Edward G. Westlake – Credit Suisse Securities LLC

That's helpful, and then just on these crude topping facilities, $250 million I guess is the average, any idea or sort of a pay back period for those types of things, and they really sort of looking at splitting off the light ends and then exporting the light ends or moving them around the system.

Bill Klesse

The pay back, of course we make sure it depends on your assumption as to the crude pricing.

Edward G. Westlake – Credit Suisse Securities LLC

Yes all right

Bill Klesse

They have IRS in the over 30% there. And it's based on our assumption as to these discounts, but then the second piece of your question, no they are not. The two that we’re looking at Corpus Christi and Houston. Today those two refineries are short crude fractionation, we buy stuff. So at Houston we have a very large cracker, we buy feed for the cracker. What we are doing in Houston is by building this crude topper fractionator we’ll make our own feed for our conversion units down straight.

Historically in the business, you didn’t really make any money on crude fractionation, you made money on conversion units. So we have a couple of refineries including Wilmington for instance that has a lot of conversion, not a lot of crude fractionation, because it was economic to buy feedstocks. If you are in a world where you have depressed crude oil prices relative to the feedstocks see that there is an incentive to make your own feedstocks and that’s what we’re early doing at both points.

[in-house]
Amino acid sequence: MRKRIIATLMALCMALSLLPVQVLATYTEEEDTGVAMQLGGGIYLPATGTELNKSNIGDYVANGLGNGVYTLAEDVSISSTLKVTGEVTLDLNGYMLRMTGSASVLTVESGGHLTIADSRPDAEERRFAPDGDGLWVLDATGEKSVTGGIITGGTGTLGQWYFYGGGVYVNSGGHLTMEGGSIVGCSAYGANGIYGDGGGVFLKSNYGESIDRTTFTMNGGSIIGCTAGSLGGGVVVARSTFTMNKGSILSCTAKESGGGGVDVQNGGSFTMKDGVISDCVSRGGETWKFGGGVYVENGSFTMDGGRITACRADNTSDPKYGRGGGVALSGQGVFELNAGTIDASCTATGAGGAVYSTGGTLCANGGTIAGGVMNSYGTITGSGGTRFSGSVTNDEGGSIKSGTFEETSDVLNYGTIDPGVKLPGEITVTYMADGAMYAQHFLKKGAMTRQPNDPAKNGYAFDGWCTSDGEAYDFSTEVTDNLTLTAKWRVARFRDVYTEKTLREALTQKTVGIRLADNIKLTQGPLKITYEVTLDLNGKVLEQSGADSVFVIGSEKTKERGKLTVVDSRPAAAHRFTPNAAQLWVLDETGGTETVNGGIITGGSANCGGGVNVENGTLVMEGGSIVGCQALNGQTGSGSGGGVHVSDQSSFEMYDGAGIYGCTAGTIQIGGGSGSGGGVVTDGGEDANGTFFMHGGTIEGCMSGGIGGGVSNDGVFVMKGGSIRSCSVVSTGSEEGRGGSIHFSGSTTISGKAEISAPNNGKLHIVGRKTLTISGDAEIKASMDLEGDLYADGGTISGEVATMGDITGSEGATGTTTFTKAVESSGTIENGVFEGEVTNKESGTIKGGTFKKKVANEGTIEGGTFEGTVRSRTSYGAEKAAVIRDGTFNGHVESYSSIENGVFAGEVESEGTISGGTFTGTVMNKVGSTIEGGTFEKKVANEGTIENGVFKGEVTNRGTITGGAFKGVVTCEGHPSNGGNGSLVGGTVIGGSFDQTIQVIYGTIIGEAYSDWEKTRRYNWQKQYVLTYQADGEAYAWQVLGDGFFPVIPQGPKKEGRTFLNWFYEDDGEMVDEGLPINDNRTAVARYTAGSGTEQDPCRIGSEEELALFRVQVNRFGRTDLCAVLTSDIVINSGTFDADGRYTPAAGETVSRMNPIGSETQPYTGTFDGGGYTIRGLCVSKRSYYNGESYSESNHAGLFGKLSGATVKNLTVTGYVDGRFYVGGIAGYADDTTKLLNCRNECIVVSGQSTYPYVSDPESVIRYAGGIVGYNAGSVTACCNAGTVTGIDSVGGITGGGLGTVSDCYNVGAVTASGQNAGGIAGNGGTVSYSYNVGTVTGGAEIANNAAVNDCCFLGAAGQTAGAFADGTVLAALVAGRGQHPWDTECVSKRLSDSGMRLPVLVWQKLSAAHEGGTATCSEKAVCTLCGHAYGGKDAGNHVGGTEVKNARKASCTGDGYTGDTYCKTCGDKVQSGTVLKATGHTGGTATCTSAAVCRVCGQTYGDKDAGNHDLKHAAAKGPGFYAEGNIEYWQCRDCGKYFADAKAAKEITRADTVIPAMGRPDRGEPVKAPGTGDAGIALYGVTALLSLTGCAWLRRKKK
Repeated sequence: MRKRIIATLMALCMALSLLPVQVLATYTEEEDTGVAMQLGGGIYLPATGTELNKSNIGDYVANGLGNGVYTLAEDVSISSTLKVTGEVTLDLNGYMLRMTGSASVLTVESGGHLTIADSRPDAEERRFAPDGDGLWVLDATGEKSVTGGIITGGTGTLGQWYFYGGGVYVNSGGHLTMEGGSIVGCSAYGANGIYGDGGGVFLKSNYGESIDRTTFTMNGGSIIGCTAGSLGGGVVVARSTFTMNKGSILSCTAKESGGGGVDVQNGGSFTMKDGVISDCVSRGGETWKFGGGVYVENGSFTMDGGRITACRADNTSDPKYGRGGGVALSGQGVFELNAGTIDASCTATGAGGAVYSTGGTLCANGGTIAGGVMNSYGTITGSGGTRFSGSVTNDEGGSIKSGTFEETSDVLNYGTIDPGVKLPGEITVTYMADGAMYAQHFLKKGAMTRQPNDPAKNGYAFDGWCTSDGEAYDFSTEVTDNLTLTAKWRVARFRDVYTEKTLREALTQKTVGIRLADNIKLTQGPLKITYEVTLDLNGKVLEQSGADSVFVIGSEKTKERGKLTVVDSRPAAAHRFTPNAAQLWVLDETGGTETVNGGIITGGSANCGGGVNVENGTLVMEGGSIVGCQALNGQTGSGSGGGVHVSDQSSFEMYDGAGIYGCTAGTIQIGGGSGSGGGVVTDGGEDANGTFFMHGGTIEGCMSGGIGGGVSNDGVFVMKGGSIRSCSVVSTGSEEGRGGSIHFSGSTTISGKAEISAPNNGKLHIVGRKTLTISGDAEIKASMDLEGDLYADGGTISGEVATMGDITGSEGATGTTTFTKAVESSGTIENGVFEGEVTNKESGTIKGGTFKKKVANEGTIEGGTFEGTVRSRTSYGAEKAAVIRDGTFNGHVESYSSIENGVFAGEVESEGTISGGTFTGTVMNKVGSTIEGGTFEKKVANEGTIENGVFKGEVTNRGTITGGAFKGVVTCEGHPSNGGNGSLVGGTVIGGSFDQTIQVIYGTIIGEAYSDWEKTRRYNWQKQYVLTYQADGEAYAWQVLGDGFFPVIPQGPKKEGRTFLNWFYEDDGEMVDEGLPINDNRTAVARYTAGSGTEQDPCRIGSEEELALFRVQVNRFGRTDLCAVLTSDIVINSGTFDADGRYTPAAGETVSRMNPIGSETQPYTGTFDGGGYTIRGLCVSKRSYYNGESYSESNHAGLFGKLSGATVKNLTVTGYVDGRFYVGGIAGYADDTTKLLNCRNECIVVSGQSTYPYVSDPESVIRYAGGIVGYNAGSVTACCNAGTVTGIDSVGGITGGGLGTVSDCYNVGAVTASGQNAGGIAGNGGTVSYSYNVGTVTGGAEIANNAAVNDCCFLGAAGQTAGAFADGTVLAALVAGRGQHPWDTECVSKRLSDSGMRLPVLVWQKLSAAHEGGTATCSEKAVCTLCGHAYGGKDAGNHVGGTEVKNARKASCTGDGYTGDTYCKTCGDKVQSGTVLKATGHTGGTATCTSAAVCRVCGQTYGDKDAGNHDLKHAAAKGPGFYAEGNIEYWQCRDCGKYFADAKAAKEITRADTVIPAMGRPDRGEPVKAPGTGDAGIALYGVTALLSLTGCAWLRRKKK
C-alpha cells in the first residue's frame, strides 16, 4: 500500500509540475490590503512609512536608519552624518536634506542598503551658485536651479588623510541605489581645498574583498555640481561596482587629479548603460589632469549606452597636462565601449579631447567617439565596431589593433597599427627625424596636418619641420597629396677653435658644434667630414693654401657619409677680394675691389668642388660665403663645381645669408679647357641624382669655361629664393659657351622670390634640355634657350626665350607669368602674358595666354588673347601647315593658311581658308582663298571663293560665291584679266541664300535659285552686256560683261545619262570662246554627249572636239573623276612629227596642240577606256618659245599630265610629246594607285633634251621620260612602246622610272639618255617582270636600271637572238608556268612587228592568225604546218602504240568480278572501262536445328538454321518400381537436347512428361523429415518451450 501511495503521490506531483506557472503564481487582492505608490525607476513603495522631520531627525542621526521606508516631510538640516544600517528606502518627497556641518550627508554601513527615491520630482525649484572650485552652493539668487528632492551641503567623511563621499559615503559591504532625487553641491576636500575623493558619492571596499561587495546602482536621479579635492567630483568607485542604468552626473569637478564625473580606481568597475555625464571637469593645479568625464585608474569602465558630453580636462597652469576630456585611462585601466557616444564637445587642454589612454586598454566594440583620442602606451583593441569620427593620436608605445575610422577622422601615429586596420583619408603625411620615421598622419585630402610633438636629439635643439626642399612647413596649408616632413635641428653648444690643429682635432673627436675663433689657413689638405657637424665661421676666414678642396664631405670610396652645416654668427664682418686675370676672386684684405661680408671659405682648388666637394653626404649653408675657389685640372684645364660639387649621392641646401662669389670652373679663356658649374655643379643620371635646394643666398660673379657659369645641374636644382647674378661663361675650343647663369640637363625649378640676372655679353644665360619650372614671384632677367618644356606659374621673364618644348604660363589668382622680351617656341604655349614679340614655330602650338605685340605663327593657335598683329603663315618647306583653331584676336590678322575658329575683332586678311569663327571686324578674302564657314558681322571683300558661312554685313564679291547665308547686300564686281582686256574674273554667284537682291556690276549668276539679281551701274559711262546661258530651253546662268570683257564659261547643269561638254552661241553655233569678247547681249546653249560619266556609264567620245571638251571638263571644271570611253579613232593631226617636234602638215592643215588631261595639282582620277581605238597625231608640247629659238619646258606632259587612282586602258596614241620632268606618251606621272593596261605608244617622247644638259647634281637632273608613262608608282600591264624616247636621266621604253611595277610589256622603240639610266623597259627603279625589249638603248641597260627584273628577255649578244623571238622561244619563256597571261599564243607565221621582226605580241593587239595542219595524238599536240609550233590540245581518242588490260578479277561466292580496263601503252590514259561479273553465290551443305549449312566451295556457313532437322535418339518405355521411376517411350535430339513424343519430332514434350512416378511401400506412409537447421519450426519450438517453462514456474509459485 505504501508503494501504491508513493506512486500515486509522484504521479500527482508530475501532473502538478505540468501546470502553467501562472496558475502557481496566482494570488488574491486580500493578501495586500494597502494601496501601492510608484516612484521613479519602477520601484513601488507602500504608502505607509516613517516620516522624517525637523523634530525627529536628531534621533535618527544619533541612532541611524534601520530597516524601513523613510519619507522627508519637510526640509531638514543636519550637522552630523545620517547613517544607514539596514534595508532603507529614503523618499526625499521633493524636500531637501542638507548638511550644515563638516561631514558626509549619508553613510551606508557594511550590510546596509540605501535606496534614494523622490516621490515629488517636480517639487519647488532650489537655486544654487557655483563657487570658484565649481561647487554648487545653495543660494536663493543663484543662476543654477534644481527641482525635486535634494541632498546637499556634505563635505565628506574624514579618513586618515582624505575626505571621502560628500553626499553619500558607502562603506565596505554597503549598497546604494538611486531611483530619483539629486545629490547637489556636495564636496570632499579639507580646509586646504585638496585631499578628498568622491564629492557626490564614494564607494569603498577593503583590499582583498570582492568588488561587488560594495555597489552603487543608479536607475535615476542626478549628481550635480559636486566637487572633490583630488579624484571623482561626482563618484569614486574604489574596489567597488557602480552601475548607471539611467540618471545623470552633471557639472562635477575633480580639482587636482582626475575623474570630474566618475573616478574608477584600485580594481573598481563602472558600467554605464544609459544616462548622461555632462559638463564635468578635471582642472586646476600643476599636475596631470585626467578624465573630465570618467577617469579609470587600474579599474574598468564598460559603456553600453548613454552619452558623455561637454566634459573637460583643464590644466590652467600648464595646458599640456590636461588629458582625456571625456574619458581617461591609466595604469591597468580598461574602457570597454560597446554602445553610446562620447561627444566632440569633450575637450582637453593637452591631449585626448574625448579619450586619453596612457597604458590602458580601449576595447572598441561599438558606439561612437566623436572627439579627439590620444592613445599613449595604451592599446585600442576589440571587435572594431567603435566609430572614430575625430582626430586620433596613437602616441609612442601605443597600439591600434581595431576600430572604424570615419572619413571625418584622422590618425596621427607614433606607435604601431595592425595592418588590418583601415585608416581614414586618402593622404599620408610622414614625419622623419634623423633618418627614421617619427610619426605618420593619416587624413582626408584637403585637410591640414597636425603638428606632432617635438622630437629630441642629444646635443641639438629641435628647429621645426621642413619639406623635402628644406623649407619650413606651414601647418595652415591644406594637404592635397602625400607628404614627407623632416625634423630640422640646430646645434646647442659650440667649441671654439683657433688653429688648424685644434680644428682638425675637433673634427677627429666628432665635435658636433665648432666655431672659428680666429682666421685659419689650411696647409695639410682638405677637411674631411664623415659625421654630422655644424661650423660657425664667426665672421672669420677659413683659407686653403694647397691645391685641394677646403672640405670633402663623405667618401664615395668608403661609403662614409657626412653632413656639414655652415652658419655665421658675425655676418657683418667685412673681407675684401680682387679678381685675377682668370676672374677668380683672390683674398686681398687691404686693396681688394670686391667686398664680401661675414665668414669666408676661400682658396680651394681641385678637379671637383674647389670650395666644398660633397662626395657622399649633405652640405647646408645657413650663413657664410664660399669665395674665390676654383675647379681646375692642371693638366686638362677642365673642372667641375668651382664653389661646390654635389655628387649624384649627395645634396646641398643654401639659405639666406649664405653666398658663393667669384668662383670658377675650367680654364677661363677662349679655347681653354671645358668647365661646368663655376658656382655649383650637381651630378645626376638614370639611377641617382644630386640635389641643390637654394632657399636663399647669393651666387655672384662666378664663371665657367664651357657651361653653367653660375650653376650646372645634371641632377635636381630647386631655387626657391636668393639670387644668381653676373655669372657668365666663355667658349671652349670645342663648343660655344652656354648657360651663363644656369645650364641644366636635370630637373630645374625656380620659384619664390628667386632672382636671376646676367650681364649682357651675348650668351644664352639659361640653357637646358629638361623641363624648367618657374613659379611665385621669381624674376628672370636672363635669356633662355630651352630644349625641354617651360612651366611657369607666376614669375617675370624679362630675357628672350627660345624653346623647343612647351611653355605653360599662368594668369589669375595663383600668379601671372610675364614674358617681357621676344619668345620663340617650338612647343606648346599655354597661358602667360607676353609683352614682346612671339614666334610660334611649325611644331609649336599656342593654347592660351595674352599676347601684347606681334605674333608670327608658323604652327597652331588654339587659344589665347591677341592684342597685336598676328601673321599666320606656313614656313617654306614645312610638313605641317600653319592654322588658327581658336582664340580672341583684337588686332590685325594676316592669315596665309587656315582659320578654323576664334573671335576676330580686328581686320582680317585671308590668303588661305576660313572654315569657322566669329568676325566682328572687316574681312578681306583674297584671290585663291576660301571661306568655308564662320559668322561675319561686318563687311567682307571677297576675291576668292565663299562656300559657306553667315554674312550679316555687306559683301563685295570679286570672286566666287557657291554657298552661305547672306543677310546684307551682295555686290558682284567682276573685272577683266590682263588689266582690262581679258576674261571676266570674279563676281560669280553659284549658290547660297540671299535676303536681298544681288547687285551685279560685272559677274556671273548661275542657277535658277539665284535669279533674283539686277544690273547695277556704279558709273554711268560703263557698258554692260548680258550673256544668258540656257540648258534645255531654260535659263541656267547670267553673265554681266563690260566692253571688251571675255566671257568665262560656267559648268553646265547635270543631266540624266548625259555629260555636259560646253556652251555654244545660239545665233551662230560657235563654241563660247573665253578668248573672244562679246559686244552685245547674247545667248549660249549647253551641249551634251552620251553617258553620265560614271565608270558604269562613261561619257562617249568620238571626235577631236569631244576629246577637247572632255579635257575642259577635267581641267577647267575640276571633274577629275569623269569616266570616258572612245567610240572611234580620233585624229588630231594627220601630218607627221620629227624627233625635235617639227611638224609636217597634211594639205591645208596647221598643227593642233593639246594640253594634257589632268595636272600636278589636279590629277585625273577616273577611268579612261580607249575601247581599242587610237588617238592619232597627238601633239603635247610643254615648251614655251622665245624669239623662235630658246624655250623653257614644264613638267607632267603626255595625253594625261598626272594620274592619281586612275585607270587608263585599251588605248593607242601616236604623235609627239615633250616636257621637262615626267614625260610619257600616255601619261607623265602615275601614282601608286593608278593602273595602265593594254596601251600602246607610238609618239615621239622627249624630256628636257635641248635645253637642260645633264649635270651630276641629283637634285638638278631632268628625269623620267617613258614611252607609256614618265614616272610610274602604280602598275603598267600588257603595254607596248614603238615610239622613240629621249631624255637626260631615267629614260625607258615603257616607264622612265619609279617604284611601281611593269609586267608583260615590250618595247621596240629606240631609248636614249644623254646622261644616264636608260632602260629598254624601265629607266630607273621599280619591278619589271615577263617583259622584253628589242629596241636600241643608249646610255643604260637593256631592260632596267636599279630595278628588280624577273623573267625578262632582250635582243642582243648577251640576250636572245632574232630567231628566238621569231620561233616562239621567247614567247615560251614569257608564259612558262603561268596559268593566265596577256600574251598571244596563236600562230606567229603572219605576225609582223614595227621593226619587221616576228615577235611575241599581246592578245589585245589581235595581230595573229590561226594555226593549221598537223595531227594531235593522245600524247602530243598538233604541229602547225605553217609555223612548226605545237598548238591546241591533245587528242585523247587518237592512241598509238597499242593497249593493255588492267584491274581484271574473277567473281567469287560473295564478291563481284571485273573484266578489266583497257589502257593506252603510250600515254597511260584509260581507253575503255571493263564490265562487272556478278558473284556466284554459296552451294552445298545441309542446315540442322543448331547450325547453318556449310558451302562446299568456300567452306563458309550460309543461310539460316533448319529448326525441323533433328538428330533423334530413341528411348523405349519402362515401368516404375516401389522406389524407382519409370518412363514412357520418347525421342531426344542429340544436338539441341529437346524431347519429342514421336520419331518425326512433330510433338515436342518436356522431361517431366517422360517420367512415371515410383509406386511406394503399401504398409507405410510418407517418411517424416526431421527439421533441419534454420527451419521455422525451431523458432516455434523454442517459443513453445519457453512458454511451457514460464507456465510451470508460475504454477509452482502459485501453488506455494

Edward G. Westlake – Credit Suisse Securities LLC

And then doing some math, I mean these hydrocrackers expansion that’s about another 50,000 barrels a day. So slightly under the $0.5 billion that you might get from the current hydrocrackers you get the 30% payback on these crude top facilities some crude up in Quebec. And then you’ve got that maybe $19 million depends on the TI Brent for McKee, I mean all adds up to another sort of $750 million to $1 billion of potential EBITDA improvements and say 2015 as the next round kicks off. Is that a fair reading?

Mike Ciskowski

It’s a fair reading in the sense of you have to make your own assumptions, but as to these differentials making more distill, what’s the distillate crack. But these are why we’re doing those projects we think they fit exactly with how the markets are shaping up.

Edward G. Westlake – Credit Suisse Securities LLC

Thanks, guys.

Operator

Our next question comes from Arjun Murti from Goldman Sachs. Please go ahead

Arjun Narayana Murti – Goldman Sachs & Co.

Thanks. In your release you mentioned intention in certain refineries to increase the front end flexibility to process more light sweet crude I apologize if I missed any of your remarks. But any quantification of capital requirements and incremental light sweet crude runs from those efforts

Unidentified Company Representative

Yeah, Arjun this is (inaudible) we’re just talking about these front end, the topping projects.

Arjun Narayana Murti – Goldman Sachs & Co.

Yeah.

Joe Gorder

So that Corpus and at Houston that Bill is explaining, were crude short first with the downstream and they’re $220 million to $280 million a piece and incremental crude is, I guess Houston 90 day and Corpus is…